5 movies about racial injustice you can watch right now: From '13th' to 'Do The Right Thing'

Dillon Thompson

Race and racism have played a part in moviemaking as long as the art form has existed.

And throughout that history, Black filmmakers — despite being forced to overcome constant discrimination in the industry — have used movies as a medium to express their experiences with racial injustice and systemic inequality.

Those movies include generation-defining dramas, eye-opening documentaries and plenty more, which is why this list is barely more than a starting point. But if you’re looking for something you can watch right now, here are five movies about racial inequality you can stream today.

“Do The Right Thing” (Amazon Prime)

Spike Lee’s 1989 drama is often considered one of the greatest films of all time — and it’s easy to see why. The movie, starring Lee, Samuel L. Jackson, Rosie Perez, Giancarlo Esposito and John Turturo, is a painful, powerful look at race relations through the lens of a single Brooklyn street.

“The Hate You Give” (Hulu, Amazon Prime)

Directed by George Tillman Jr., “The Hate You Give” tells a tragically relevant story. Starring Amandla Stenberg as a teenager who witnesses a deadly police shooting, the movie deals with the personal, human cost of racial injustice.

“13th” (Netflix)

Ava DuVernay’s Oscar-nominated documentary is named after the Thirteenth Amendment, which, on paper, abolished slavery in 1865. However, as Duverney’s gripping film shows, the institution’s legacy is still very much alive — including in America’s prison systems.

“If Beale Street Could Talk” (Hulu)

Directed by Best Picture-winning director Barry Jenkins, “If Beale Street Could Talk” is a big-screen adaptation of James Baldwin’s classic 1974 novel of the same name, which tells the story of a couple in Harlem and their attempts to overcome racial oppression.

“Just Mercy” (Amazon Prime)

Based on a true story, “Just Mercy” stars Michael B. Jordan as a young lawyer determined to free a Black man (Jaime Foxx) who’s been falsely accused of murder. The movie was praised by many critics when it was released in 2019, with Foxx racking up numerous awards nominations.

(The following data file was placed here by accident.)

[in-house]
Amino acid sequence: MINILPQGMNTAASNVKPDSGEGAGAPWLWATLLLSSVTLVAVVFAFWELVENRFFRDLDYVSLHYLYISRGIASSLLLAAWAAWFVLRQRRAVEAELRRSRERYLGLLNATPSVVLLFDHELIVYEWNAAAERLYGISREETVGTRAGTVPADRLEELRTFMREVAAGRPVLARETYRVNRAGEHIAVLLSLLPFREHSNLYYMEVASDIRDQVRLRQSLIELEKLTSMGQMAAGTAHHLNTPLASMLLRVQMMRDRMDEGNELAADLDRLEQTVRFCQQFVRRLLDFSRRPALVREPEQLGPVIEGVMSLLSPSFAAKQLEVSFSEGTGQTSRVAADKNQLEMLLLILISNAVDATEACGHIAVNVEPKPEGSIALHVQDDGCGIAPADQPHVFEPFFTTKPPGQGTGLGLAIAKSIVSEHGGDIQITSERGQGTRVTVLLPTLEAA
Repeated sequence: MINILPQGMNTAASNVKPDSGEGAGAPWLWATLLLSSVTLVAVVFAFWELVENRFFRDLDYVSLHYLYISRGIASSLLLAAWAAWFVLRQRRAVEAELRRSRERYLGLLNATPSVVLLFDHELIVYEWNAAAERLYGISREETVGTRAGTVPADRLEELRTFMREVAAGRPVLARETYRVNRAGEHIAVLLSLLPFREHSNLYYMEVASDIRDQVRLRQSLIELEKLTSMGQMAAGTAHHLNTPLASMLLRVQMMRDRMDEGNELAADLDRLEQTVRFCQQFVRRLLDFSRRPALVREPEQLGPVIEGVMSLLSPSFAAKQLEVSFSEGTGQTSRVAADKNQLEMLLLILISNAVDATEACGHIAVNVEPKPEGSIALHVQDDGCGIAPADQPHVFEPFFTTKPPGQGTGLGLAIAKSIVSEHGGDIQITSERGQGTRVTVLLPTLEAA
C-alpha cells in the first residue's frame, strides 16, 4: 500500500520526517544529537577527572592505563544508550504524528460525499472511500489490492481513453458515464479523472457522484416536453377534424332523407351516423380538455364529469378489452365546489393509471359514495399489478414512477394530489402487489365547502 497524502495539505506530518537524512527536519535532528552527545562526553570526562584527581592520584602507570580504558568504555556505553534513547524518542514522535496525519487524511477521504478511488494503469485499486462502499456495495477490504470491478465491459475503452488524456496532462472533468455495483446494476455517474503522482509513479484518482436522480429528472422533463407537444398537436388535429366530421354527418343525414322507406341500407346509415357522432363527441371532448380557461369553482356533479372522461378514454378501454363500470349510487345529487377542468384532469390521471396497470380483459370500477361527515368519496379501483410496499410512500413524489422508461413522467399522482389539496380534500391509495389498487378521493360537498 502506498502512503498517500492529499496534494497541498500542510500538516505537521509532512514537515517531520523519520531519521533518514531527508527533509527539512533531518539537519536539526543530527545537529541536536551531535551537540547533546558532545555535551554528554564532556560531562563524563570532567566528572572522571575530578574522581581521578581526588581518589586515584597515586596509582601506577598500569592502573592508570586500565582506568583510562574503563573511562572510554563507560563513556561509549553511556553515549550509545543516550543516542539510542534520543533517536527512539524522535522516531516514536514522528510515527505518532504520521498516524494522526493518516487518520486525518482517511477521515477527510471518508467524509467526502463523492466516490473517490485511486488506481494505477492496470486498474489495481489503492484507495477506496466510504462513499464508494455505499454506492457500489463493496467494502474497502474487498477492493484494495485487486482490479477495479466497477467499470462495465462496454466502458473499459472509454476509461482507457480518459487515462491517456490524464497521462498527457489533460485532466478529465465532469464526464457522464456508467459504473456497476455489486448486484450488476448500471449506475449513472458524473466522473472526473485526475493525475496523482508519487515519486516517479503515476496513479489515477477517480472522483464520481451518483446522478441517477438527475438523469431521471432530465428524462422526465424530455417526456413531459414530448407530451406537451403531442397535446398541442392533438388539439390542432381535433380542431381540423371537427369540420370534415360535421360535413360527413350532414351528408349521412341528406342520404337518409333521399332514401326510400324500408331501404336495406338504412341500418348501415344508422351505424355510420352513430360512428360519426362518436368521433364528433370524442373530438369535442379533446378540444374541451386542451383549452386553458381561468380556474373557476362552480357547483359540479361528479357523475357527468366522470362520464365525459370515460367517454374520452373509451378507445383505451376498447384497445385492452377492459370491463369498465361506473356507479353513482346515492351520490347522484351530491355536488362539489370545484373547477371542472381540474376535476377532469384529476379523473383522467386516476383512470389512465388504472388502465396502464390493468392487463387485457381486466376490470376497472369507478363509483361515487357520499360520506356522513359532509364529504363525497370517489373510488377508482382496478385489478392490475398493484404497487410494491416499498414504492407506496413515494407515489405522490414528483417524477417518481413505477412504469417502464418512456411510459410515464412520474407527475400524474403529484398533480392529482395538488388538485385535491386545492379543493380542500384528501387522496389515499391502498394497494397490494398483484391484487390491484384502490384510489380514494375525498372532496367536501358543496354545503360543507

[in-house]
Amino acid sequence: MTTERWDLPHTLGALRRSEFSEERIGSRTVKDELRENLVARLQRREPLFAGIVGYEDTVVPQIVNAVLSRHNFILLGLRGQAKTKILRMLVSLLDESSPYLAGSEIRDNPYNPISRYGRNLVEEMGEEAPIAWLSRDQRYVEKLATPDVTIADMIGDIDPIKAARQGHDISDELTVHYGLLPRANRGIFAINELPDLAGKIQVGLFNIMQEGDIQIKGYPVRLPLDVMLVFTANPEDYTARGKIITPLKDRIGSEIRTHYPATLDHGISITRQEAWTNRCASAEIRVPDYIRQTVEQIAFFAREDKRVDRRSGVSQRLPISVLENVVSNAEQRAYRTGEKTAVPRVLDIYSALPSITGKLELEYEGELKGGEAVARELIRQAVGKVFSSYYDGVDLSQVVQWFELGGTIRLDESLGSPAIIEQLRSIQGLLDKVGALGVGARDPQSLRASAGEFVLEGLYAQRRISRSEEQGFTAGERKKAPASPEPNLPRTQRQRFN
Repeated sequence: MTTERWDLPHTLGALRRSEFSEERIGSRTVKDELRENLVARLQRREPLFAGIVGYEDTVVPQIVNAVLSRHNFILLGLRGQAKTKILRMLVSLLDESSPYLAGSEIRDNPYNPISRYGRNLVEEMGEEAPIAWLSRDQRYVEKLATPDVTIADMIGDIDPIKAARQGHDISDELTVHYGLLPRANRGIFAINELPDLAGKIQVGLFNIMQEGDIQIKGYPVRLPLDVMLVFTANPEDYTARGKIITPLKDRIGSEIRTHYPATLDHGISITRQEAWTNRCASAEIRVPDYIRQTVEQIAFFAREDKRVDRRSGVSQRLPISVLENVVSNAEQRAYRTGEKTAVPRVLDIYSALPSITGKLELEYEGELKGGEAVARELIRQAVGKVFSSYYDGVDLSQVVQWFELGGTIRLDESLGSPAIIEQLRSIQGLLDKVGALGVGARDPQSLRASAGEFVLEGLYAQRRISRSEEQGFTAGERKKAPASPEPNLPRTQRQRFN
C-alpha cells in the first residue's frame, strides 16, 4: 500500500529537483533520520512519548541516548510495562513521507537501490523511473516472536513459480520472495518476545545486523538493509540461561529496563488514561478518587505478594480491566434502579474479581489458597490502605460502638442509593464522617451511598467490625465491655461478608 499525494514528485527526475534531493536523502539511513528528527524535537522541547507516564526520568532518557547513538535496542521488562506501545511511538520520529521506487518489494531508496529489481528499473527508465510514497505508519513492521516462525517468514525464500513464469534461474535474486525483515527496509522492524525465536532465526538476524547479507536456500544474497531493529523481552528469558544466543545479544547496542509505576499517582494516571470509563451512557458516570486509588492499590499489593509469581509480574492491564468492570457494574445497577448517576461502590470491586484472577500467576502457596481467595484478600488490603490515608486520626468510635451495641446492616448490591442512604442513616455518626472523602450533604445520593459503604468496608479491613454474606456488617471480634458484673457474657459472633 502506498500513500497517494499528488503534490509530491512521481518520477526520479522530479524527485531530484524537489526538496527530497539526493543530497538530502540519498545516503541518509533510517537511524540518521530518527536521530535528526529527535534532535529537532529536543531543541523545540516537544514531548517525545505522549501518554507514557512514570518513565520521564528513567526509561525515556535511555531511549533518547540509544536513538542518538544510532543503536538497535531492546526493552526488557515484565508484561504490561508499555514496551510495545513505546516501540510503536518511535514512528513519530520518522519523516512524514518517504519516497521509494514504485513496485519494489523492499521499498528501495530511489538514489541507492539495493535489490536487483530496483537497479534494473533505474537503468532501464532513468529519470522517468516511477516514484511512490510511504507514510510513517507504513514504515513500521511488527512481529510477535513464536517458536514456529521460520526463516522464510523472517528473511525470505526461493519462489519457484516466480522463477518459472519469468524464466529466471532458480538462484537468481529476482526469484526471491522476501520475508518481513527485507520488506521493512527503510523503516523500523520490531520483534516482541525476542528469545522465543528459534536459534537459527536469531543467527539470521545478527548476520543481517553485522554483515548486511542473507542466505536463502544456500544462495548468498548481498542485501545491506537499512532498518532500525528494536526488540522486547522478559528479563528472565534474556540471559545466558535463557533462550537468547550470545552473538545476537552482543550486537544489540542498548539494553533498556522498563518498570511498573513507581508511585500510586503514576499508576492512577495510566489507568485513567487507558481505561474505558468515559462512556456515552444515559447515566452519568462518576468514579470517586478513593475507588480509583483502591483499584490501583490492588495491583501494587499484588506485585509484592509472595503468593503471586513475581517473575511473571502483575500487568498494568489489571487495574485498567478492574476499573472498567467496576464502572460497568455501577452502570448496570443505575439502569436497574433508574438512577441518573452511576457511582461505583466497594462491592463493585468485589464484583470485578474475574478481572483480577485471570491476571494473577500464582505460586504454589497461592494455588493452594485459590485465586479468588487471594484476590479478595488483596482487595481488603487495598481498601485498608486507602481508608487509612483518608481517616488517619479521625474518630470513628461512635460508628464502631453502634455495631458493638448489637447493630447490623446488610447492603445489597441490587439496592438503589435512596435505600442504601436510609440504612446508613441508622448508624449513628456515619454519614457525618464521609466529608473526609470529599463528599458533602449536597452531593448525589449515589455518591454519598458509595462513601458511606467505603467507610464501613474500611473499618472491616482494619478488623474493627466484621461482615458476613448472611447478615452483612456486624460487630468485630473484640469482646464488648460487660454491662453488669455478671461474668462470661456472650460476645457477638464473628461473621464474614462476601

If you’d like to support Black Lives Matter and the protests nationwide, here’s a list of ways to help

More from In The Know:

YouTubers are creating monetized videos to help Black organizations

This Black-owned wellness brand makes amazing latte powders for glowing skin

Shop our favorite beauty products from In The Know Beauty on TikTok

You can use Sephora Insider points to donate to a Black nonprofit

The post 5 movies about racial injustice you can watch right now appeared first on In The Know.

More From

  • Turn your backyard into a zen oasis with these must-have hammocks

    As the weather's finally hot (and staying hot! and you're probably getting the itch to head outdoors, one of the easiest ways to upgrade your backyard and essentially ~transform~ it into an oasis is with a hammock. To me, there's no better feeling than relaxing after a long day outside, especially if you're fortunate enough to have space, and to add a hammock is the ultimate comfy upgrade.

  • Sur La Table is offering up to 65 percent off Le Creuset and more — but only for 4 days

    Right now until July 13, at Sur La Table you can score up to 65 percent off top-rated cookware, skillet sets and more from Le Creuset, All Clad and Staub.

  • Father highlights generational divide in viral clip: 'This is how you know you're getting

    If you were asked to mimic answering a phone call,what exactly would you do with your hand.That’s the question one father has presentedto social media — and the mixed responses arehighlighting a clear generational divide.Daniel Alvarado shared a clip of himselfon TikTok asking both his wife and theirtwo children to “pretend they’re talkingon the phone” using a hand gesture.Alvarado’s wife holds up her hand inthe classic thumb-and-pinky-out,three-center-fingers-down phone to mimicthe silhouette of a landline telephone.both of the couple’s kids hold their palms flat totheir faces, mimicking the shape of a smartphone.“This is how you know you’re gettingold,” Alvarado says in his video, whichhas since been viewed over 2 million times.“This is for my ’70s, ’80s and ’90s babies”.TikTokers across multiple generations werequick to comment on the video to express exactlywhere they stood on the phone-miming spectrum.“I’m born in 1998 which is that awkwardyear where I do these old hand gesturesbut never actually used the object itself,”wrote one user. “We’re the middle child”.“I realized my son doesn’t know why Isay ‘hang up the phone,'” shared a third.“I don’t like this, nope not onebit,” simply put another user

  • This Black, trans beauty guru made $20K in lashes during the pandemic and Dramageddon

    Black queer-owned brands only make up a small percentage, but this Trans beauty influencer garnered a profit from selling false lashes, press-ons and wigs.